“So do you like it here?”
The question is asked in various ways. Sometimes to ask how we’re settling in. Sometimes to fill a gap in the conversation. Sometimes I detect another question behind it: “Are you going to stick around?”
I’m ready with my answer: “Yes, we love it here.”
Our family moved to Westport a month ago. We’re “new Coasters”, moved over from Christchurch. Our older kids attend South School, our youngest is at Westport Kindergarten. We’re loving the space, the sense of adventure, the quiet streets to cycle on, the friendliness of the locals, and living only 100m from the West Coast Brewery. It’s all a lot calmer than earthquake-ravaged Christchurch.
Of course, not everything is perfect here. The length of time it took to get parts for our broken washing machine, for instance. A family of 5 creates a lot of laundry in 2 weeks! And for those of you who have been around longer than I have, you know Westport has had its ups and downs: the uncertainty of industry here, the closure of the cement works, the provision of healthcare and the saga around the replacement of the Buller Hospital.
One word stands out though, as I think about our first month here in Buller. Contentment. I’m content with how life has worked out. A guy called Paul wrote in the Bible: “I have learned the secret of being content in any and every situation, whether well fed or hungry, whether living in plenty or in need.” That’s how I try to live my life.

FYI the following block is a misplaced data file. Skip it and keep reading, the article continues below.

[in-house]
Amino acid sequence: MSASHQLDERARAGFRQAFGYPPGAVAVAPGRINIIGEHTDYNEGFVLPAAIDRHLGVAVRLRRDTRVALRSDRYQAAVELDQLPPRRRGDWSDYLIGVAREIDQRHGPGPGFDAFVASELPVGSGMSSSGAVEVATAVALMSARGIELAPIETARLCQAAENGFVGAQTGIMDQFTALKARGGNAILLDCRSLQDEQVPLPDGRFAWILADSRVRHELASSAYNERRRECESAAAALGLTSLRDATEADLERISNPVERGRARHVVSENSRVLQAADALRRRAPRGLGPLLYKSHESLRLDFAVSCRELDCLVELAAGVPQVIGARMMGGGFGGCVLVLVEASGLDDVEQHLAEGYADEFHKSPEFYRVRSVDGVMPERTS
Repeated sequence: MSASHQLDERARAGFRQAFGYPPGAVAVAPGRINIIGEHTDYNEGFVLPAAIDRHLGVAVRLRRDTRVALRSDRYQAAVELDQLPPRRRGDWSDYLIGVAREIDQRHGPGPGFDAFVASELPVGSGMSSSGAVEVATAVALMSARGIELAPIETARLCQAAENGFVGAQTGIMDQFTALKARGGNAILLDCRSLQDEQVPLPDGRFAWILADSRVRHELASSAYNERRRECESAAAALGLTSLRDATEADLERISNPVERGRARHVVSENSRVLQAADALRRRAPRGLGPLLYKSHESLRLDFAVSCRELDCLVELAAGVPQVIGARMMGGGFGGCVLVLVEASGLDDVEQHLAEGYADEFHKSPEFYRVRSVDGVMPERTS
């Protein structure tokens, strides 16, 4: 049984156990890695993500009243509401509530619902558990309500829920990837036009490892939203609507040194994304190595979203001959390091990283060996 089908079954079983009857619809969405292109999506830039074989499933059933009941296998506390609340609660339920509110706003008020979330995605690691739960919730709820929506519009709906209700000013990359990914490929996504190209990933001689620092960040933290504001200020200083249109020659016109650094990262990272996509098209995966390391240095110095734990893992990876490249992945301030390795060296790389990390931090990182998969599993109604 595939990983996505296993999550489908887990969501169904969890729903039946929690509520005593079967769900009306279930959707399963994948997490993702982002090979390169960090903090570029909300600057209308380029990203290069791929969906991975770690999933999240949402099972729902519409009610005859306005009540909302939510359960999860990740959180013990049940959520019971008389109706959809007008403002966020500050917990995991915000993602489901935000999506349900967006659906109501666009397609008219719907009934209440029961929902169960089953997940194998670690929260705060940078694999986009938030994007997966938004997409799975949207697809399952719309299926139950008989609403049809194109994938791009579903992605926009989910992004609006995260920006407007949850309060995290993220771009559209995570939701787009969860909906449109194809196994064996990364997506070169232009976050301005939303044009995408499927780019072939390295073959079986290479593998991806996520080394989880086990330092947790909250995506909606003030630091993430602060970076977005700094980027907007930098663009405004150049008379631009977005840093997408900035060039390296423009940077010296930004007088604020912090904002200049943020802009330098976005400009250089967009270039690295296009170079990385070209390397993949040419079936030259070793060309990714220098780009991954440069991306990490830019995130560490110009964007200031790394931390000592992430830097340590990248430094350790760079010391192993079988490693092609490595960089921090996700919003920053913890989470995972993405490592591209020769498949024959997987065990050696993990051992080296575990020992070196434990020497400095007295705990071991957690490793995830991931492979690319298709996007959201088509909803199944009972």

I’m a Christian Pastor, so it’s second nature that I turn to the Bible to give me perspective on life. But there’s wisdom in these words for all of us. Learning the secret of being content – that’s a project worth undertaking.
So yes, I do love living in Westport. And whilst I don’t know what the future will bring – I’m content with where God has placed me.
This post first appeared as a Church and Community Article in the Westport News on 1st March 2019
NZ Maori identify themselves by their local mountain and river, but I grew up in the south of England where the land is flat, and our local river - the Blackwater - lived up to its name as being one of the most polluted streams in the UK. So now I'm claiming the Buller River, or in te reo Maori the Kawatiri, as my own.